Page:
Phishing hits record high; APWG observes one million attacks in the first quarter of 2022

The decline of cybercriminal gangs reduces the spread of ransomware by 25% in Q1 2022

CAMBRIDGE, Mass., June 07, 2022 (GLOBE NEWSWIRE) — The new Phishing Trends Report reveals that in the first quarter of 2022, the APWG observed 1,025,968 total phishing attacks, the worst quarter for phishing observed by the APWG to date. This quarter was the first time the three-month total exceeded one million. APWG saw 384,291 attacks in March 2022, which was a record monthly total.

In Q1 2022, APWG founding member OpSec Security reported that phishing attacks against the financial sector, which includes banks, remained the largest set of attacks, accounting for 23.6% of all phishing. Attacks against webmail and software-as-a-service (SAAS) providers also remained common, while attacks against retail/e-commerce sites fell from 17.3% to 14.6% after the holiday shopping season. Phishing against social media services increased significantly from 8.5% of all attacks in 4Q2021 to 12.5% ​​in 1Q2022. Phishing against cryptocurrency targets, such as cryptocurrency exchanges and wallet providers, fell from 6.5 in the prior quarter to 6.6% of attacks.

John Wilson, senior threat researcher at APWG member HelpSystems, tracks the spoofing technique known as “Business Email Compromise” (BEC). Wilson noted that “In the first quarter of 2022, 82% of business email compromise messages were sent from free webmail accounts. Of these, 60% used Gmail.com. For the 18% of messages BECs sent from domains controlled by attackers, NameCheap was the most popular registrar.

“A third of all maliciously registered domains used for BEC attacks were registered through NameCheap,” Wilson pointed out.

APWG member PhishLabs by HelpSystems analyzes malicious emails reported by enterprise users. John LaCour, Senior Product Strategist at PhishLabs by HelpSystems, said, “In the first quarter of 2022, we saw a 7% increase in phishing credential theft against enterprise users, up to nearly 59% of all malicious emails. LaCour also noted that spoofing attacks accounted for 47% of social media threats, up from 27% in the prior quarter.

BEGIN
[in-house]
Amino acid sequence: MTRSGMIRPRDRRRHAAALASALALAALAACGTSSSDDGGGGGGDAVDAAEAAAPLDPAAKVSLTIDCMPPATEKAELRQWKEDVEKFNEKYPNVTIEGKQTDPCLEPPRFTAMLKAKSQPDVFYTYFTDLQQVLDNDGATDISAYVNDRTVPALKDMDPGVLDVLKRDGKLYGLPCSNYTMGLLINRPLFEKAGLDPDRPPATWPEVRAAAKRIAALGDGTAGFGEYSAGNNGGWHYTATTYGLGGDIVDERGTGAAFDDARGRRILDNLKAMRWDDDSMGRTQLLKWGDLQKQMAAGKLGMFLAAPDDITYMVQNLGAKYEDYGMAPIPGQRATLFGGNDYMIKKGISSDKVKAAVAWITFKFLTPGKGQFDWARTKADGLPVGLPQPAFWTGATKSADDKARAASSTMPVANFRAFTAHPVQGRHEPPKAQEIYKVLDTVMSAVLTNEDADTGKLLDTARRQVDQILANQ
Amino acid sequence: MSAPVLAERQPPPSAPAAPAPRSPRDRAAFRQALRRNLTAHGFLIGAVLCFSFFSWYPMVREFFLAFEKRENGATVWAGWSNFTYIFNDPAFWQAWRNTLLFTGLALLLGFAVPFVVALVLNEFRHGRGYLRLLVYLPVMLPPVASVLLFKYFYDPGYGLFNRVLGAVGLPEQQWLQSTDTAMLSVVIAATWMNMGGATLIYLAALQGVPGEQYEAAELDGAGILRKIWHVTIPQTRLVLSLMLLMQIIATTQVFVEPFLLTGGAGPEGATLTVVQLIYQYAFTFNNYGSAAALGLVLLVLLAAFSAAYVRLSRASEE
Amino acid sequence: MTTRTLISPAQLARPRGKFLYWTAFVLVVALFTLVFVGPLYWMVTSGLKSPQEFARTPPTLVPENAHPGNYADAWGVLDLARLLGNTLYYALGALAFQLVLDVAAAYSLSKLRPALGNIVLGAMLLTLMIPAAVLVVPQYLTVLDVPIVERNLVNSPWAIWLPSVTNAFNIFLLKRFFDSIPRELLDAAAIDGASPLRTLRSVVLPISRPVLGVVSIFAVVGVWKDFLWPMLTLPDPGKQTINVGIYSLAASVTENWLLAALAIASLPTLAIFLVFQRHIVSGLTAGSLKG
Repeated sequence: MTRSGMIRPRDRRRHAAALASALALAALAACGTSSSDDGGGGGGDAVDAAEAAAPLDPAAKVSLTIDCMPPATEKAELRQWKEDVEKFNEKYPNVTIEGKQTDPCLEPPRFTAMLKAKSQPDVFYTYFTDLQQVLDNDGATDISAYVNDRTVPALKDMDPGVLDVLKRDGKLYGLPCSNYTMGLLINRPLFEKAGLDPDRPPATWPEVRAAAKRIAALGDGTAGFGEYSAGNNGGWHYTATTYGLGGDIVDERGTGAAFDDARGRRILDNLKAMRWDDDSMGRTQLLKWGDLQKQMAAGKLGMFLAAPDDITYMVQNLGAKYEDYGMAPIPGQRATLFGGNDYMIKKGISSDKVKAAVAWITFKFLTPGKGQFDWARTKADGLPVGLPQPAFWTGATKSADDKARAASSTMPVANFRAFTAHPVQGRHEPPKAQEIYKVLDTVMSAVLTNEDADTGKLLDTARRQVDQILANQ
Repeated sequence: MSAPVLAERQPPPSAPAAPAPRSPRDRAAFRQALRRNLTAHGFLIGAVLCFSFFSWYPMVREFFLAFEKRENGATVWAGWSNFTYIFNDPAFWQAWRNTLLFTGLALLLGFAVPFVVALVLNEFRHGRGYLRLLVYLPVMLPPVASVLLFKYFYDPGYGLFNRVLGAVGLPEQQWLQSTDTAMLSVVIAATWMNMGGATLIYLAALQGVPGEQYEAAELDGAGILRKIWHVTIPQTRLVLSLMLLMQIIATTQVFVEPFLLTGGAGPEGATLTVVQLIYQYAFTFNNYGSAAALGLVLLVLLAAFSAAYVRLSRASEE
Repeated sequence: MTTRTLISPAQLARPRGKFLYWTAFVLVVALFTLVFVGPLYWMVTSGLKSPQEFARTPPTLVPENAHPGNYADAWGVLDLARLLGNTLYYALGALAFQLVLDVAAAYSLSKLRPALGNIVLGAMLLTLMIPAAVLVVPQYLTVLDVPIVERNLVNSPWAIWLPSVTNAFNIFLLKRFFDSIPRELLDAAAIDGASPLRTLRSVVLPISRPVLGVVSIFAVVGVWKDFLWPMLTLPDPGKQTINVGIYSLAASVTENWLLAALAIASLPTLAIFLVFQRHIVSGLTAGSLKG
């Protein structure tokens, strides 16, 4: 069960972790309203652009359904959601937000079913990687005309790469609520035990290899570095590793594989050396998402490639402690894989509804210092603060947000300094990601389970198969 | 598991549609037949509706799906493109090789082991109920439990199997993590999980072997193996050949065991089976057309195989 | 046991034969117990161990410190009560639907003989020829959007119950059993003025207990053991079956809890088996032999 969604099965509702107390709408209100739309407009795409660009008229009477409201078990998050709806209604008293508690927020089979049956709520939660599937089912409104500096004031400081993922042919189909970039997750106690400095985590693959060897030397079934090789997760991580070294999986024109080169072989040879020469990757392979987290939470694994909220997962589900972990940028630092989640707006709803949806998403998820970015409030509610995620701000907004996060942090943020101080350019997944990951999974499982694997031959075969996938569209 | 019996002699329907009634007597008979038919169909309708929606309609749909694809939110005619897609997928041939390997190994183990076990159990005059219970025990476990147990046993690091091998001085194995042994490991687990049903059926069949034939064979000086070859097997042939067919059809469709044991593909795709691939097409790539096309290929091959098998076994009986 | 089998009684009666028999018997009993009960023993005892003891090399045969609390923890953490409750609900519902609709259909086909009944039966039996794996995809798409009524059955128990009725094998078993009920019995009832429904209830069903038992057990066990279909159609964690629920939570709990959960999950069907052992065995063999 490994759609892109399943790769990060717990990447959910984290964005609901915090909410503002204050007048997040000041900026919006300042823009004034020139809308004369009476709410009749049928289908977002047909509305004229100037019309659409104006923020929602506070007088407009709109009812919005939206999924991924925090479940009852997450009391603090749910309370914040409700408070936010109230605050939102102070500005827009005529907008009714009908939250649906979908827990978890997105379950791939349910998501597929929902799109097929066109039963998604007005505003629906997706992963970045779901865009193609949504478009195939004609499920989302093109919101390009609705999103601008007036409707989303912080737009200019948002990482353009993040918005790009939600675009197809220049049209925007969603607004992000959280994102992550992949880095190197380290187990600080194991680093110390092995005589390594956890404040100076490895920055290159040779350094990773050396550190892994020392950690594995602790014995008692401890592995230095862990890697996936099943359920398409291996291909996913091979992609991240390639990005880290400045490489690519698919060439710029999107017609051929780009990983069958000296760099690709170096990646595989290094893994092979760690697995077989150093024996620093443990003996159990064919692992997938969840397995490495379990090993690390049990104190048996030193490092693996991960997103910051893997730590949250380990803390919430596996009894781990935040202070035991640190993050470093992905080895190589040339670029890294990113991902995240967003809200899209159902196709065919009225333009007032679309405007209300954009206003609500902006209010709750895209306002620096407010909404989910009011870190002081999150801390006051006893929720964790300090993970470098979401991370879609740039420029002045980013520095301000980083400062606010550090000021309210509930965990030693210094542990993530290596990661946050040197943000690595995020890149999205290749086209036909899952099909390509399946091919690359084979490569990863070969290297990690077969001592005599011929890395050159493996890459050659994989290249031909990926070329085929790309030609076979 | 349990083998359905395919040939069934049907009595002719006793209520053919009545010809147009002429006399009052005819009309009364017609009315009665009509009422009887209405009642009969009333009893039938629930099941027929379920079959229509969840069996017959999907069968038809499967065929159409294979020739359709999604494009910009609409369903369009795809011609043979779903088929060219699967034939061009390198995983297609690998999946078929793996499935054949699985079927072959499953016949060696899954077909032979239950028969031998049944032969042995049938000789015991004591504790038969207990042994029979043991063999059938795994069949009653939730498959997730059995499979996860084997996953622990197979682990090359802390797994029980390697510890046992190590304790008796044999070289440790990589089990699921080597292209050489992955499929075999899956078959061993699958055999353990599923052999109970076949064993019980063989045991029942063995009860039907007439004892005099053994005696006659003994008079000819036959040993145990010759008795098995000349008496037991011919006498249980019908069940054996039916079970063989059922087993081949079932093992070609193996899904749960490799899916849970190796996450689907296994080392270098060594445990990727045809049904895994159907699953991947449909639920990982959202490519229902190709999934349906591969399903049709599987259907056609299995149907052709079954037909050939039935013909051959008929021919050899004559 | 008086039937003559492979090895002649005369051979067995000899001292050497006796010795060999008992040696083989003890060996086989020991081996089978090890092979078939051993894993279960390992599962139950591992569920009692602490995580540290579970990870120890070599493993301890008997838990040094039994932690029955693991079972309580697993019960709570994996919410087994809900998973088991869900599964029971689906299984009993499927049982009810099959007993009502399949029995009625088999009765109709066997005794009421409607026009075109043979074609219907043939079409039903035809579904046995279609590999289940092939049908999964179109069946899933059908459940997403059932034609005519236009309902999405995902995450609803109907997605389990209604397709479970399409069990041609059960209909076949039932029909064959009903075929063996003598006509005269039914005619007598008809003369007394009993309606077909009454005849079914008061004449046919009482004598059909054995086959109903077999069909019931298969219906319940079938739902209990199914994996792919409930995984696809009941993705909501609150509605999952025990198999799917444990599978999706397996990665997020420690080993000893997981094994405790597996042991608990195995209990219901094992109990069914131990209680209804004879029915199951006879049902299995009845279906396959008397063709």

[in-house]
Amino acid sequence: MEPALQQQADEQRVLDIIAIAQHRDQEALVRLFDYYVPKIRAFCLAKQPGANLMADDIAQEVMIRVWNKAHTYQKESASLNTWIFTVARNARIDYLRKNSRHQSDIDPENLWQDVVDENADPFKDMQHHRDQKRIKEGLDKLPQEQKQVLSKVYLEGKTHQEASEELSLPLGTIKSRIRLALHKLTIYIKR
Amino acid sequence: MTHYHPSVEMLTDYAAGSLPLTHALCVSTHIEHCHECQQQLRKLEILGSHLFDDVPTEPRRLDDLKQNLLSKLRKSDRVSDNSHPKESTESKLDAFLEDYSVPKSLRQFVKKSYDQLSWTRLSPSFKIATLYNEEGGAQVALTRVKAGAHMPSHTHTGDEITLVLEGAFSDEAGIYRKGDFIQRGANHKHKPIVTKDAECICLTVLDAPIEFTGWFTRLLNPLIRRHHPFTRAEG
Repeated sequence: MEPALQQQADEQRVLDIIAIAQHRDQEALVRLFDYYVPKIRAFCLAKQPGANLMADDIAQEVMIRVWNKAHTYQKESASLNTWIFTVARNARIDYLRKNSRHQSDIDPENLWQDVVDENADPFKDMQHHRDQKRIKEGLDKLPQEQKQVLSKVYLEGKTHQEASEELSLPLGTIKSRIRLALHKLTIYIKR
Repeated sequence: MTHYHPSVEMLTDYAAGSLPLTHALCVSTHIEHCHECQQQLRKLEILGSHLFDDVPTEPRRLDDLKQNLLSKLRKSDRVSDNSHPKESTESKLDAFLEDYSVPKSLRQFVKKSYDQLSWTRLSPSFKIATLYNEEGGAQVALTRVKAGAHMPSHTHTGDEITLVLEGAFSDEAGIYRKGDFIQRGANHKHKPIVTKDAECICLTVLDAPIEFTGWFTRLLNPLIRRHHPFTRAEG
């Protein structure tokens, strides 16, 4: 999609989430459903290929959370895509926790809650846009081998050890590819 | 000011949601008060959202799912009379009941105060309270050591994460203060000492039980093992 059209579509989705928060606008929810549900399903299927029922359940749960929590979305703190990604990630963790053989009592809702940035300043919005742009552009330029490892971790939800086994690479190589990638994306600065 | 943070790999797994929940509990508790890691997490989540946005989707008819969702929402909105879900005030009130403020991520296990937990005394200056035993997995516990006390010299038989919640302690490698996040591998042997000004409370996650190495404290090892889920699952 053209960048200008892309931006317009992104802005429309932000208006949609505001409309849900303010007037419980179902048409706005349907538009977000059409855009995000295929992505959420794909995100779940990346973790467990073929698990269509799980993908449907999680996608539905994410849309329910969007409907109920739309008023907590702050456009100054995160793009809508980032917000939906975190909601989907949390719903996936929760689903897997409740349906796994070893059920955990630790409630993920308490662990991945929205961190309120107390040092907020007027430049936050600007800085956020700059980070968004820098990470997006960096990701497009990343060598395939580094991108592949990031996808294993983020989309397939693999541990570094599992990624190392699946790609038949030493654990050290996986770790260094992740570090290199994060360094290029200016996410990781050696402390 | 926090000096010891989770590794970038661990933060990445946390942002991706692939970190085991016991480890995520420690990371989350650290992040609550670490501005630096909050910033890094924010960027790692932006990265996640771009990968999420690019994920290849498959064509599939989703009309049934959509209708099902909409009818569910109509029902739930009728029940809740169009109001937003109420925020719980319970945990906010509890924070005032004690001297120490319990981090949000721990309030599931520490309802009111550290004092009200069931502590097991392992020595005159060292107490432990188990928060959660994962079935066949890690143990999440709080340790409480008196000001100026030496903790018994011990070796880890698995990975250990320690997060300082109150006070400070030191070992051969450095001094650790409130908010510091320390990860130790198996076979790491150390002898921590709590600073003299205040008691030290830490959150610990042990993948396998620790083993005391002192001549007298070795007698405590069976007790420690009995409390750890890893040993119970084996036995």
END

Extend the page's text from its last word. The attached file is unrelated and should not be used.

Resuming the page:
“A lot of companies don’t realize their executives are being impersonated on social media. It’s a huge business risk,” LaCour said.

On another front, APWG member Abnormal Security documents the dangerous nature of ransomware for all manner of businesses. Abnormal Security found that the total number of ransomware attacks decreased by 25% in the first three months of 2022, falling to a level similar to that observed by Abnormal in the third quarter of 2021. This decrease appears to be primarily caused by a sharp drop in attacks from two prolific cybercriminal gangs, Pysa and Conti, known to develop and deploy large-scale ransomware.

Crane Hassold, Director of Threat Intelligence at Abnormal Security, said “The demise of Pysa and the significant drop in attack volume from Conti clearly had a substantial impact on the overall ransomware landscape in the first quarter of the year. This demonstrates the centralized nature of the ransomware landscape, which means that a relatively small number of groups are responsible for the majority of attacks, which also means that any action taken against these groups (disrupting law enforcement, downtime of infrastructure, etc.) can have a noticeable impact on the overall volume of attacks.

“It’s very different from something like BEC, which is highly decentralized, where removing dozens or even hundreds of actors wouldn’t have as much of an overall impact on attack volume because there’s no no ‘head of the snake’ to go after,” Hassold said.

The top industries hit by ransomware in the fourth quarter of 2021 were manufacturing, business services, finance, and retail and wholesale businesses, Hassold said.

The full text of the report is available here: https://docs.apwg.org/reports/apwg_trends_report_q1_2022.pdf